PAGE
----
Can low brain-derived neurotrophic factor levels be a marker of the presence of depression in obese women?
Authors Celik Guzel E, Bakkal E, Guzel S, Eroglu HE, Acar A, Kuçukyalcin V, Topcu B
Received 1 August 2014
Accepted for publication 1 September 2014
Published 5 November 2014 Volume 2014:10 Pages 2079—2086
Checked for plagiarism Yes
Review by Single-blind
Peer reviewer comments 3
Editor who approved publication: Dr Roger Pinder
Eda Celik Guzel,1 Esra Bakkal,1 Savas Guzel,2 Hasan Emre Eroglu,3 Ayse Acar,2 Volkan Kuçukyalcin,2 Birol Topcu4
1Department of Family Physician, Faculty of Medicine, Namik Kemal University, Tekirdag, Turkey; 2Department of Biochemistry, Faculty of Medicine, Namik Kemal University, Tekirdag, Turkey; 3Faculty of Medicine, Namik Kemal University, Tekirdag, Turkey; 4Department of Biostatistics, Faculty of Medicine, Namik Kemal University, Tekirdag, Turkey
Objective: Depression is a common condition in obese women that can result in severe impairment of their physical and social functioning. A deficiency of brain-derived neurotrophic factor (BDNF) is involved in the mechanism of depression. The aim of this study is to investigate whether BDNF levels differ between obese female patients and healthy controls and whether BDNF levels alter with affective states in depressive obese women.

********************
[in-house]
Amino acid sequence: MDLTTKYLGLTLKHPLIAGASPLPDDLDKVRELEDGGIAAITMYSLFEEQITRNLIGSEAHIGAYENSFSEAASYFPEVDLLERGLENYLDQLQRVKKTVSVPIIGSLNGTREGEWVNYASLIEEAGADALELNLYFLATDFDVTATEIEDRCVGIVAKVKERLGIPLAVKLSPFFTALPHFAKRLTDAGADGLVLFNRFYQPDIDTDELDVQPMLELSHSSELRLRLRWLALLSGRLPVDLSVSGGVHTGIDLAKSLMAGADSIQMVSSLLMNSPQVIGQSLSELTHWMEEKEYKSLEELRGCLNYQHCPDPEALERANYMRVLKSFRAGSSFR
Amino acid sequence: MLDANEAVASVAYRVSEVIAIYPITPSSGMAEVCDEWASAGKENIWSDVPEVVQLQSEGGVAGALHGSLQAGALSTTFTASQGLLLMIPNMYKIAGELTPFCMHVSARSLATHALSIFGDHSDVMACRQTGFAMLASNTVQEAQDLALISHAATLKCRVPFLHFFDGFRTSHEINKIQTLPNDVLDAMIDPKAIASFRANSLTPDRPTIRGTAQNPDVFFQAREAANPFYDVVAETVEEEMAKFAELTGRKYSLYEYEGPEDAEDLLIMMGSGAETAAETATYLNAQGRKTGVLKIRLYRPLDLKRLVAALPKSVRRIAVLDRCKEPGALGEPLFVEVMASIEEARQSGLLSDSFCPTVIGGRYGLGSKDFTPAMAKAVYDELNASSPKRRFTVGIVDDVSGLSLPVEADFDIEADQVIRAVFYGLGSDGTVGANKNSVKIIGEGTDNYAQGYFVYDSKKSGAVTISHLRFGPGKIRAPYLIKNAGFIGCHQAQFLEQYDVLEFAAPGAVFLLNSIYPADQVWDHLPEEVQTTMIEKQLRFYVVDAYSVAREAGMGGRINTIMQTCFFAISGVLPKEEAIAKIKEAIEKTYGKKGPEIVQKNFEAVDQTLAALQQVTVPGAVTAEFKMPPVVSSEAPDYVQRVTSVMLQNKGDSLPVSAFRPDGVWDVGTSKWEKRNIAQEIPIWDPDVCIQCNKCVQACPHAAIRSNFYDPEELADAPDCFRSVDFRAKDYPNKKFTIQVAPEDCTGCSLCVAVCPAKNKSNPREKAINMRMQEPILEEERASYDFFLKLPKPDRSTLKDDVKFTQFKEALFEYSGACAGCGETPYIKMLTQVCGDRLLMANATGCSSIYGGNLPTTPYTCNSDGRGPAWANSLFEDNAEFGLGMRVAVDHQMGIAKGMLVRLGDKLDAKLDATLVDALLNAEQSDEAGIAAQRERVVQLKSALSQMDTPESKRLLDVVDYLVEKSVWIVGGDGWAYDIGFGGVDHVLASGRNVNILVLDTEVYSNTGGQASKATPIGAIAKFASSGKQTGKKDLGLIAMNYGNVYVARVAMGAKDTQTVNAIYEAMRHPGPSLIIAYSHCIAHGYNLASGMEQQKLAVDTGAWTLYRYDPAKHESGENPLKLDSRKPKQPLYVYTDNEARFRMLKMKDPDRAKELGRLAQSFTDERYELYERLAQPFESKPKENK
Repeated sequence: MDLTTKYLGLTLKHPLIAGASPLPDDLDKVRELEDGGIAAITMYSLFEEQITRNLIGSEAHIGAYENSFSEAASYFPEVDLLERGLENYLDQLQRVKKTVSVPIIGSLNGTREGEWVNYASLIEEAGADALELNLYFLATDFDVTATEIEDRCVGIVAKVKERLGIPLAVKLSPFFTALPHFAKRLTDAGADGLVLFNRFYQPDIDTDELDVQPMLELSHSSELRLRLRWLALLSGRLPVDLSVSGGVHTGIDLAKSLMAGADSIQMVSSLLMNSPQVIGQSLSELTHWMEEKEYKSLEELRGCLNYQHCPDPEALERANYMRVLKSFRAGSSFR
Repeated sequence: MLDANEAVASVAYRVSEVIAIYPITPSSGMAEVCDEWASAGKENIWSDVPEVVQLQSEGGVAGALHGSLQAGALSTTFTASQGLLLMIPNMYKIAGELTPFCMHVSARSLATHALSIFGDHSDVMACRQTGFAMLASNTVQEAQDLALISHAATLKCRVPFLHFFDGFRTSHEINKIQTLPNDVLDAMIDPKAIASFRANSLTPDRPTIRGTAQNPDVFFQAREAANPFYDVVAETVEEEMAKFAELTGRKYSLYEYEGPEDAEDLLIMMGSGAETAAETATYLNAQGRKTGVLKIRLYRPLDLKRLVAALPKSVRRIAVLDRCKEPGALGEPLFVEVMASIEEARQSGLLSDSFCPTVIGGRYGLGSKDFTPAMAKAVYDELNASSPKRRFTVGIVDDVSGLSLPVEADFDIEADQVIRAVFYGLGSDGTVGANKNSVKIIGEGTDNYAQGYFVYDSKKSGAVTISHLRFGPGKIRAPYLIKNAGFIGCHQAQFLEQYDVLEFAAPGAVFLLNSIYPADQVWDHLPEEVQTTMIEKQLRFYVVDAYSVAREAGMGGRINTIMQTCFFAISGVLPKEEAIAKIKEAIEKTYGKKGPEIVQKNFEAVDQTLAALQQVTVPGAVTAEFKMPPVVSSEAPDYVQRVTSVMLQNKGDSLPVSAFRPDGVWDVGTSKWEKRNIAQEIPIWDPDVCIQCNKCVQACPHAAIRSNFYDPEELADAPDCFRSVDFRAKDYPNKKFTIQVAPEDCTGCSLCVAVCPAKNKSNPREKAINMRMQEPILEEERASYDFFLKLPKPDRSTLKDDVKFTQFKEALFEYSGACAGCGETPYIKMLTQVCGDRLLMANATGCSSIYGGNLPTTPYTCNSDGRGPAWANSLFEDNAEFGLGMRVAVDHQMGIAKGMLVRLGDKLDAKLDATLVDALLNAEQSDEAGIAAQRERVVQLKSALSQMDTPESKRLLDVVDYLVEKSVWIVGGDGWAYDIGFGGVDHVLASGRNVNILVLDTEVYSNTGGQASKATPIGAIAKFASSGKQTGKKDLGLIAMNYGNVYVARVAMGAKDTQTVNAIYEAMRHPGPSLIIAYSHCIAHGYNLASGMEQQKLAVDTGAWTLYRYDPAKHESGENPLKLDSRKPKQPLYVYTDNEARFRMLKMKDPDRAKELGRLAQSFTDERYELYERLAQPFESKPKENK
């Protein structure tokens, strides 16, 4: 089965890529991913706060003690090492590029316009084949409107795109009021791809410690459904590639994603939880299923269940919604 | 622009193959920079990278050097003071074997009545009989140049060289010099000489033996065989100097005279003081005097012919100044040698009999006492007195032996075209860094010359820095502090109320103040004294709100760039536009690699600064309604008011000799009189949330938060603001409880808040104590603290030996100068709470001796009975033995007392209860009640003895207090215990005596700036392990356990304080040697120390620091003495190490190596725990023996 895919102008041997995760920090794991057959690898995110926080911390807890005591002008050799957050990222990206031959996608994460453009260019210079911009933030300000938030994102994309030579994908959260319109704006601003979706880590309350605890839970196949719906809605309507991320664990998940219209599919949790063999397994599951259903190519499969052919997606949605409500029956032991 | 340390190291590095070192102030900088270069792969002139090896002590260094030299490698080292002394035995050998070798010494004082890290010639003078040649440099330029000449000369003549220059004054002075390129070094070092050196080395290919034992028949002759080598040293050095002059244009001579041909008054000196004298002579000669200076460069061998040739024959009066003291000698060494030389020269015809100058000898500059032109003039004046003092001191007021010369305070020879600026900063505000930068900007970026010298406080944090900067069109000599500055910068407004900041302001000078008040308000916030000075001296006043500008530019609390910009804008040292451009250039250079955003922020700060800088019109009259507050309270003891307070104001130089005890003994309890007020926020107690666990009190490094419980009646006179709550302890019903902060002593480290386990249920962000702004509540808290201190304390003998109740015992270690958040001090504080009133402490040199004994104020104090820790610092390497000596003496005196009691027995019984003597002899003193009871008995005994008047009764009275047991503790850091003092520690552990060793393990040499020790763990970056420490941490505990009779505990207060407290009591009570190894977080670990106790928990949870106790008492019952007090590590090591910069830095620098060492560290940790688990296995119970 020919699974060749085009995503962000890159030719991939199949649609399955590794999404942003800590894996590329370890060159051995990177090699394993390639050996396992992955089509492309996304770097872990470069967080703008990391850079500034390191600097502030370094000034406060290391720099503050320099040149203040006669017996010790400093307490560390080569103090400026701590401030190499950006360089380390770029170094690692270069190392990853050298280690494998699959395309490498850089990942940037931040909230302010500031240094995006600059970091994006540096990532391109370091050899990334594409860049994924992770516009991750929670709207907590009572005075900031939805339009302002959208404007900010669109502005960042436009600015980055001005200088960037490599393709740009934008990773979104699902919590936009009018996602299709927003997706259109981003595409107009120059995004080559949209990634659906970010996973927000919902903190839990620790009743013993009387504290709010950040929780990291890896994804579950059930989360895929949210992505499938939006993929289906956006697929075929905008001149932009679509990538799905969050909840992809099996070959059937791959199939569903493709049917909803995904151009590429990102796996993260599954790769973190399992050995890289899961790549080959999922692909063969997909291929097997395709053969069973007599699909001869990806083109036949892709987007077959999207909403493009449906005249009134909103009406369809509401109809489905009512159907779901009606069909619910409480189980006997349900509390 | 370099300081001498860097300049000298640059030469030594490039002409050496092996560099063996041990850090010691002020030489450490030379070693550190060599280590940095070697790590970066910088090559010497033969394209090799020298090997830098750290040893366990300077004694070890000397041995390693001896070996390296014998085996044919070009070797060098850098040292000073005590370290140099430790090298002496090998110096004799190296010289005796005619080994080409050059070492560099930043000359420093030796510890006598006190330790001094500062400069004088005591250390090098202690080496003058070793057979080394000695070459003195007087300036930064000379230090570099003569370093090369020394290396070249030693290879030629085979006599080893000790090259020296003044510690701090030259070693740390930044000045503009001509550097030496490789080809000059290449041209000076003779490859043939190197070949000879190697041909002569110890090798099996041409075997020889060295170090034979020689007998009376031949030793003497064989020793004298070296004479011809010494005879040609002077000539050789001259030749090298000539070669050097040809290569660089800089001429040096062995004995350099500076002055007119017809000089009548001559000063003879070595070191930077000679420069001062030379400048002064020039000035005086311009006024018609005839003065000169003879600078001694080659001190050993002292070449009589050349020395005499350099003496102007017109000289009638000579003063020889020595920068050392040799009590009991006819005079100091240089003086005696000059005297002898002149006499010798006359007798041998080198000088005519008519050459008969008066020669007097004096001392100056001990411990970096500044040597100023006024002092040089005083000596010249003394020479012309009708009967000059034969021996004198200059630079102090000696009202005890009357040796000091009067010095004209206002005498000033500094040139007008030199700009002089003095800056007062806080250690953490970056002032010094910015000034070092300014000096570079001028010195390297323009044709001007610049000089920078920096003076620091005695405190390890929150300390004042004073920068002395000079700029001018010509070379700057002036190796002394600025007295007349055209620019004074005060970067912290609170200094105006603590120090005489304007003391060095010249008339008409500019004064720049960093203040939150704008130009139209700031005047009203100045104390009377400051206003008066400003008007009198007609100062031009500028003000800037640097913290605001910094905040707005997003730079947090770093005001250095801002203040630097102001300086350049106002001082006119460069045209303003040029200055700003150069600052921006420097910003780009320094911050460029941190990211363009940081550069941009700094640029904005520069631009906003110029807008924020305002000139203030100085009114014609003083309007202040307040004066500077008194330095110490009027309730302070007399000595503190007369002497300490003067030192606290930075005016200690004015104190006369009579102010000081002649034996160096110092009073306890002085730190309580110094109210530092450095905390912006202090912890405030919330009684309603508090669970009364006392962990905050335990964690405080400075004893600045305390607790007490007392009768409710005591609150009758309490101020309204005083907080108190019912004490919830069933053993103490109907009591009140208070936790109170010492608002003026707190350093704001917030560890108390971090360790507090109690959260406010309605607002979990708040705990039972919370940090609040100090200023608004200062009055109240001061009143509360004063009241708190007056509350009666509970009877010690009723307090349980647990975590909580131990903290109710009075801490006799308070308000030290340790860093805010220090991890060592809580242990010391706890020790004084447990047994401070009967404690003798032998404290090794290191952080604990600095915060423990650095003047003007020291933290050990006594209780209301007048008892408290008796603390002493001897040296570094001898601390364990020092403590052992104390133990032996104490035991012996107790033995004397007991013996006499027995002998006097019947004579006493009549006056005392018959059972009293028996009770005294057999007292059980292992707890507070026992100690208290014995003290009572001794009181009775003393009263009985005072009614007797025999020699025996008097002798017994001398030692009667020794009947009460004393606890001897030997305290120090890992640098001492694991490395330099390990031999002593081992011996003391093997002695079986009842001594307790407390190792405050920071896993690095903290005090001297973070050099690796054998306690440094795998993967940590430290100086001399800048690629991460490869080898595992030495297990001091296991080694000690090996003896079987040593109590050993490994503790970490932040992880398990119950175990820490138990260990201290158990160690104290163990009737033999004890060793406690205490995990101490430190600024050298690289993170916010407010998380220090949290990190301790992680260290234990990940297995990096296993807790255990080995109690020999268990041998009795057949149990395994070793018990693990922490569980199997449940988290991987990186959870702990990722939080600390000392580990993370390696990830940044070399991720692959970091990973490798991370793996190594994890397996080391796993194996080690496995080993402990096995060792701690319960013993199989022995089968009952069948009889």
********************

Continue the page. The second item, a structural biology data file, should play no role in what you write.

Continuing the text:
Methods: The study group included 40 obese, 40 preobese, and 40 normal weight women. BDNF levels were measured with an enzyme-linked immunosorbent assay in patient and control groups. For identifying the depression and anxiety status, Beck Depression/Anxiety Inventories were used; and for the evaluation of cognitive functions, the mini-mental state examination was used.
Results: BDNF levels were significantly lower in obese patients compared to the control group (P<0.01). BDNF levels were significantly lower in obese patients with depression compared to the obese patients without depression (P<0.05). The Beck Depression Inventory showed a negative correlation with BDNF (r=−0.044; P<0.01) and a positive correlation with the Beck Anxiety Inventory (r=0.643; P<0.001), vitamin B12 levels (r=0.023; P<0.001), and insulin levels (r=0.257; P<0.05) in obese patients. When receiver operating characteristic curve analysis was used to analyze the suitability of BDNF to identify depression in obese women, the area under the curve for BDNF, 0.756, was found to be significant (P=0.025). BDNF levels lower than 70.2 pg/mL were associated with a higher prevalence of depressive symptoms.
Conclusion: The results of our study suggest that the decrease in BDNF levels can be used as a marker for depression diagnosis in obese patients.
Keywords: obesity, brain-derived neurotrophic factor, comorbidity
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